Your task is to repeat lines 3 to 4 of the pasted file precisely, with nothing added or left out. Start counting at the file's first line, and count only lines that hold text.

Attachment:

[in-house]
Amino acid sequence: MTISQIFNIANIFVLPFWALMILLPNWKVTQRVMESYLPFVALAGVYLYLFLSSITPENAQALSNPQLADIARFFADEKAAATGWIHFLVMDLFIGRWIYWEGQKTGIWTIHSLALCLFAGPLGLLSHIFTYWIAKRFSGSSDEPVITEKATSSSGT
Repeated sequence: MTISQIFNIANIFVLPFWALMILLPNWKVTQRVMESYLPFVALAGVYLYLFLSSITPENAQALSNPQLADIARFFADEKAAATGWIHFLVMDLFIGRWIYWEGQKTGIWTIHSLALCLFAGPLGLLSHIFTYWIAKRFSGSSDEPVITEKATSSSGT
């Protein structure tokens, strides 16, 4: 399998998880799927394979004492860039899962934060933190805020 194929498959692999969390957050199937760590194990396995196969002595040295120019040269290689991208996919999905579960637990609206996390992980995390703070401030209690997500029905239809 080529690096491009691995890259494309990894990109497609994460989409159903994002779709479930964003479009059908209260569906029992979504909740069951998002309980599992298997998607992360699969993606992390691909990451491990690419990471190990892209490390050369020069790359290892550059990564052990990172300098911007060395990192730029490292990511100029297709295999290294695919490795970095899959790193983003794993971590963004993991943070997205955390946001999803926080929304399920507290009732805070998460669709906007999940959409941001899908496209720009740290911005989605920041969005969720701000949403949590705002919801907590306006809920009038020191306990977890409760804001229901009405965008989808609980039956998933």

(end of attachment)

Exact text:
Repeated sequence: MTISQIFNIANIFVLPFWALMILLPNWKVTQRVMESYLPFVALAGVYLYLFLSSITPENAQALSNPQLADIARFFADEKAAATGWIHFLVMDLFIGRWIYWEGQKTGIWTIHSLALCLFAGPLGLLSHIFTYWIAKRFSGSSDEPVITEKATSSSGT
């Protein structure tokens, strides 16, 4: 399998998880799927394979004492860039899962934060933190805020 194929498959692999969390957050199937760590194990396995196969002595040295120019040269290689991208996919999905579960637990609206996390992980995390703070401030209690997500029905239809 080529690096491009691995890259494309990894990109497609994460989409159903994002779709479930964003479009059908209260569906029992979504909740069951998002309980599992298997998607992360699969993606992390691909990451491990690419990471190990892209490390050369020069790359290892550059990564052990990172300098911007060395990192730029490292990511100029297709295999290294695919490795970095899959790193983003794993971590963004993991943070997205955390946001999803926080929304399920507290009732805070998460669709906007999940959409941001899908496209720009740290911005989605920041969005969720701000949403949590705002919801907590306006809920009038020191306990977890409760804001229901009405965008989808609980039956998933």